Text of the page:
Fleas have a complex life cycle. Their larvae feed on decaying organic matter before pupating into adult fleas. They can survive for up to three months without food and can lay hundreds of eggs in one lifetime. Fleas are carried indoors by pets and rodents and can also live on your furniture and bedding. Fleas reproduce best in warm, humid conditions, which is why fleas thrive in the summer.
Fleas can breed in the same building as their hosts, or they can migrate from another location. They tend to live in the basements of buildings, or near entrances. Flea eggs fall over carpets, furniture, or floor cracks. Fleas have spines throughout their bodies, and their heads are covered with bristles and jagged combs. Flea larvae will develop in dark, secluded areas, such as crevices. Flea pupae will spend most of their time on animals with fur.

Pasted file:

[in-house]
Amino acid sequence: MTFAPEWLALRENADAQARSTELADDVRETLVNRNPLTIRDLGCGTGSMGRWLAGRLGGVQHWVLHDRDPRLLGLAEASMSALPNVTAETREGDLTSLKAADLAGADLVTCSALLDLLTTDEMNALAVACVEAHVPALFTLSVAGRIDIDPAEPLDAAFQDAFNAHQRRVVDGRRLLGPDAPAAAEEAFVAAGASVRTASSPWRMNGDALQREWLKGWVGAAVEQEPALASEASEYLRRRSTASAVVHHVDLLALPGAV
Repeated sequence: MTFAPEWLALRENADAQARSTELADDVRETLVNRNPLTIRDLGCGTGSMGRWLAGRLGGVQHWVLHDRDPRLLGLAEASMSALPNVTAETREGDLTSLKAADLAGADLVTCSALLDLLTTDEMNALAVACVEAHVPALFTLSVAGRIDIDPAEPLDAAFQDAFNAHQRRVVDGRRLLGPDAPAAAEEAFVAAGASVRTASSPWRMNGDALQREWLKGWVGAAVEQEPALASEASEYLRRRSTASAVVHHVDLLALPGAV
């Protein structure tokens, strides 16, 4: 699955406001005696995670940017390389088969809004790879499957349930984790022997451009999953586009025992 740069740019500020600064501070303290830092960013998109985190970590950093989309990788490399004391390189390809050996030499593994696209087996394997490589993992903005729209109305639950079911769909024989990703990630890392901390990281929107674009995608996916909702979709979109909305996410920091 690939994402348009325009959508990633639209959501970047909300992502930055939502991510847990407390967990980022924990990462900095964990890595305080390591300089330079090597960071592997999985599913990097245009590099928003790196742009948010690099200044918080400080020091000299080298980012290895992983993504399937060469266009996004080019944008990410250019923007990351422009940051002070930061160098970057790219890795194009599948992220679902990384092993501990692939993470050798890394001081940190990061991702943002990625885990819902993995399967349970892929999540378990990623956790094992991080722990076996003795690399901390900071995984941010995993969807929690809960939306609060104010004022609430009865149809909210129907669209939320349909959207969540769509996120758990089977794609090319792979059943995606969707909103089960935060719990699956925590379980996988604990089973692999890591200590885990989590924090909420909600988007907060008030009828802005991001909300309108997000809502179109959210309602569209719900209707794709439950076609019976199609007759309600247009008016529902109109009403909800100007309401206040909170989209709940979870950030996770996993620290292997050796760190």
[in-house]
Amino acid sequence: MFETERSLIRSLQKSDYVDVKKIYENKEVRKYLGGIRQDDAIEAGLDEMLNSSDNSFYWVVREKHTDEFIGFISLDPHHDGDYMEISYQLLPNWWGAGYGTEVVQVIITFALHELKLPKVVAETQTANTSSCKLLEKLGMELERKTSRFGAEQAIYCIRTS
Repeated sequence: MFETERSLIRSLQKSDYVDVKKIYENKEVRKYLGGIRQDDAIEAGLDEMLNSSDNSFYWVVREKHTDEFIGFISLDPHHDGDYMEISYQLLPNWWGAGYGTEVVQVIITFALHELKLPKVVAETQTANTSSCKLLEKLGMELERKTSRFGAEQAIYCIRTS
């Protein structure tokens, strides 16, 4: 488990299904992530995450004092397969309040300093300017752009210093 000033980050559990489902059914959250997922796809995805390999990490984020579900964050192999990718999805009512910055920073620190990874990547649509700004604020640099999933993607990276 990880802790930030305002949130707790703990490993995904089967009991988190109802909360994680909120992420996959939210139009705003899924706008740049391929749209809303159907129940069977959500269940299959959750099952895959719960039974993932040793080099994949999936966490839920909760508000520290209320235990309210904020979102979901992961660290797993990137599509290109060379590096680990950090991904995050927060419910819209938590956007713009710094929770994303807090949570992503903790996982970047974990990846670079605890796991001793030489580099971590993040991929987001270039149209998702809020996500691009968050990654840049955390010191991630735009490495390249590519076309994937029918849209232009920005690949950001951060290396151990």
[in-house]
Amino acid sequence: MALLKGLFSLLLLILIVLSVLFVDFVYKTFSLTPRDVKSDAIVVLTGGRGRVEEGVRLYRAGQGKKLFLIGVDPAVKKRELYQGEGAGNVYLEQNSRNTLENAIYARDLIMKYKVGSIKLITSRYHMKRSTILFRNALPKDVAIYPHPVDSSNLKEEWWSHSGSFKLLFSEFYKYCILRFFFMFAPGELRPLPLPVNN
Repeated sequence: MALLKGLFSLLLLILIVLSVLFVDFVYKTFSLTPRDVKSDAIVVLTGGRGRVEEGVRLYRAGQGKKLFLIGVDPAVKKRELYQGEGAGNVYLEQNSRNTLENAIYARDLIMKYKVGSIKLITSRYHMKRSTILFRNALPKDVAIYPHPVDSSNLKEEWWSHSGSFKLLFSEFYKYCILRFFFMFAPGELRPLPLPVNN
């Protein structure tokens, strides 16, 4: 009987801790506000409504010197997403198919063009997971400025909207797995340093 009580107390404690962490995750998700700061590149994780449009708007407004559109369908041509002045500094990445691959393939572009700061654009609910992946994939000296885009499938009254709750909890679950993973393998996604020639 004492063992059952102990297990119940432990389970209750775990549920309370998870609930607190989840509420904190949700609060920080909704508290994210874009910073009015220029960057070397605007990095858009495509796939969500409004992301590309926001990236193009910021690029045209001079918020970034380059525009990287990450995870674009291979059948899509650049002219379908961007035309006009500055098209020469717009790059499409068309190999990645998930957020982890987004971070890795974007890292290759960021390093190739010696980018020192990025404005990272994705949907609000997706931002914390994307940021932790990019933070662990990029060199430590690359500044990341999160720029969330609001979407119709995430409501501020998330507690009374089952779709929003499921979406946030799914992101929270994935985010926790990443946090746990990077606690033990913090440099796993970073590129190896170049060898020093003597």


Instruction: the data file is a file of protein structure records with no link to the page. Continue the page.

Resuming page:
Flea larvae are translucent white in color and range in size from three to 5.2 mm. Flea larvae feed by sensing body heat and movement caused by breathing. Flea larvae will molt twice during their life cycle. The larvae will spend up to 18 days in the larval stage before entering the pupal stage, which lasts about three days.
Fleas have six legs, four segments of the body (the head, thorax, abdomen) and a special sensory organ called the pygidium, located in the rear of the abdomen. The pygidium detects small fluctuations in air and warns the flea of possible danger. The female flea has an egg and oviduct, while males have a spermatheca and a sex claw.